ducks as pets

ducks as pets

Ducks as pets

Although uncommon, ducks can make good pets as they are easy to maintain than any other pets. Ducks are domesticated for various reasons which include eggs, meat, and down. However, they can be simply kept as pets as well.

Ducks are essentially aquatic birds found both in seawater and fresh water. They are smaller in size than their counterparts swans and geese. Ducks have elongated bodies with relatively long necks. Male ducks or drakes have a brightly colored bodies with a green head having an iridescent effect. The webbed foot is generally orange in color. They also have a white ring around their necks with eyes placed on either side of the head. The average length of a duck is 20-23 inches.

Ducks feed on grasses, insects, aquatic plants, small amphibians, worms, and small mollusks. Usually monogamous, most ducks breed once a year given favorable conditions.

It is a great misconception that all ducks are quack. Mostly female dabbling ducks quack. Diving ducks make a sound like ‘scaup’. Usually, the call of a duck ranges from yodels and grunts to whistling coos.

Duck habitation

Ducks have a fairly broad-based distribution. They are found all over the world except Antarctica. Several species inhabit the sub-Antarctic islands like South Georgia and the Auckland Islands. Plenty of ducks have settled on oceanic islands such as New Zealand, Hawaii, and Kerguelen, However many of these species today have either become extinct or are threatened.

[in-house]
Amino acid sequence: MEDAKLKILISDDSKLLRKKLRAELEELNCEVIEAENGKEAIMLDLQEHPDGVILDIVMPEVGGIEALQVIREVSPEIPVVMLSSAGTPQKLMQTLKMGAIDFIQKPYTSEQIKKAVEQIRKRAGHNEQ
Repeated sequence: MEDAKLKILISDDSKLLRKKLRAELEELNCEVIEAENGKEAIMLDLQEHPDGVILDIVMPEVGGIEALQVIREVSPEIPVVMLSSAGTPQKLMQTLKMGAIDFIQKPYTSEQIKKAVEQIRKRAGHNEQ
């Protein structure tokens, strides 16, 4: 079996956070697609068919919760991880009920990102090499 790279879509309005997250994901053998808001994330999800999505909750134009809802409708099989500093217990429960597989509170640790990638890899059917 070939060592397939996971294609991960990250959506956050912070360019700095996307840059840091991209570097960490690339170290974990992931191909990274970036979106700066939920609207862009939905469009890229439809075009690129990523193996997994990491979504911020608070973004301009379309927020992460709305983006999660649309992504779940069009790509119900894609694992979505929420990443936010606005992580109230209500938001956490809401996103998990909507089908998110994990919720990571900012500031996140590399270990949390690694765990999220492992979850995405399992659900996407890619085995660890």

Some ducks are migratory; especially those propagating in the Northern Hemisphere of the Arctic. The ones inhabiting the tropics are generally not migratory. Some ducks also happen to be nomadic particularly in Australia where rainfall is erratic. Such nomadic ducks are generally found hanging out in the pools and lakes formed by the heavy rains.

Ducks are usually vulnerable, especially ducklings, because of their inability to fly. This makes them easy prey not only for predatory birds but also fishes like pikes and other aquatic hunters, including fish-eating birds such as herons. Land-based predators may attack a duck’s nest and females might fall prey to animals such as foxes or birds such as eagles and vultures.

Adult ducks can fly fast but are sometimes caught on the water by large fishes such as the North American muskies and the European Pike. However, while in flight, ducks can still fall prey to killers such as Falcons and last but not least, humans.

Duck maintenance

Ducks have many economic uses; they are domesticated by human beings for their meat, eggs, and feathers. Aviculturists breed ducks which are sometimes exhibited in zoos. All domestic ducks are the descendants of the wild Mallard except the Muscovy duck. Many domestic duck breeds become much larger than their wild counterparts.

Ducks can be kept as pets. They can be kept in a garden or backyard with special accessories; they can also be kept in the house. Ducks often feed on insects and slugs. A pond or water dish is recommended, although in a pond they might scour out and eat any wildlife present in the water. See to it that the water is free of pests as these are harmful to ducks. Ducks can even consume frogs. It is recommended that you provide the area with a coop to keep predators at bay. Ducks are also kept for their ornamental value. Certain breeds of ducks have been developed with striking plumage to be displayed at shows.

Not much effort is required to feed a pet duck. They can feed on the worms in your garden. Ducks are pretty fond of green plants as well. Kitchen leftovers and salad greens can also be fed to a pet duck.

So if you intend to keep a pet which is easy to maintain, yet makes a cute and playful company duck can be a good option.


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